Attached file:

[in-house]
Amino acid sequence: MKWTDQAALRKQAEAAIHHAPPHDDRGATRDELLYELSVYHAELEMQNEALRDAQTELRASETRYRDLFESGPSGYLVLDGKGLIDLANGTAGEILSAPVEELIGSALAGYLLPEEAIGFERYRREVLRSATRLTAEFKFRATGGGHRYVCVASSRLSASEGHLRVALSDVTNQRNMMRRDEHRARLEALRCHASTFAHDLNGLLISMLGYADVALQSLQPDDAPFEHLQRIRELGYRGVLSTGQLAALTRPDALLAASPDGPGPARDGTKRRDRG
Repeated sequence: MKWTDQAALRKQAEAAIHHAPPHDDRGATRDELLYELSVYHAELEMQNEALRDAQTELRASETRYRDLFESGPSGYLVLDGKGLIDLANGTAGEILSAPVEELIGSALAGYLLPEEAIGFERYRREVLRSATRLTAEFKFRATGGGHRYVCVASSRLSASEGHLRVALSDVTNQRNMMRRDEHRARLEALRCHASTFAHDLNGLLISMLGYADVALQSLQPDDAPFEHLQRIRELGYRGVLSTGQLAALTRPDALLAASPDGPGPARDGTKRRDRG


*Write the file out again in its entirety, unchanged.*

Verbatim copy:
[in-house]
Amino acid sequence: MKWTDQAALRKQAEAAIHHAPPHDDRGATRDELLYELSVYHAELEMQNEALRDAQTELRASETRYRDLFESGPSGYLVLDGKGLIDLANGTAGEILSAPVEELIGSALAGYLLPEEAIGFERYRREVLRSATRLTAEFKFRATGGGHRYVCVASSRLSASEGHLRVALSDVTNQRNMMRRDEHRARLEALRCHASTFAHDLNGLLISMLGYADVALQSLQPDDAPFEHLQRIRELGYRGVLSTGQLAALTRPDALLAASPDGPGPARDGTKRRDRG
Repeated sequence: MKWTDQAALRKQAEAAIHHAPPHDDRGATRDELLYELSVYHAELEMQNEALRDAQTELRASETRYRDLFESGPSGYLVLDGKGLIDLANGTAGEILSAPVEELIGSALAGYLLPEEAIGFERYRREVLRSATRLTAEFKFRATGGGHRYVCVASSRLSASEGHLRVALSDVTNQRNMMRRDEHRARLEALRCHASTFAHDLNGLLISMLGYADVALQSLQPDDAPFEHLQRIRELGYRGVLSTGQLAALTRPDALLAASPDGPGPARDGTKRRDRG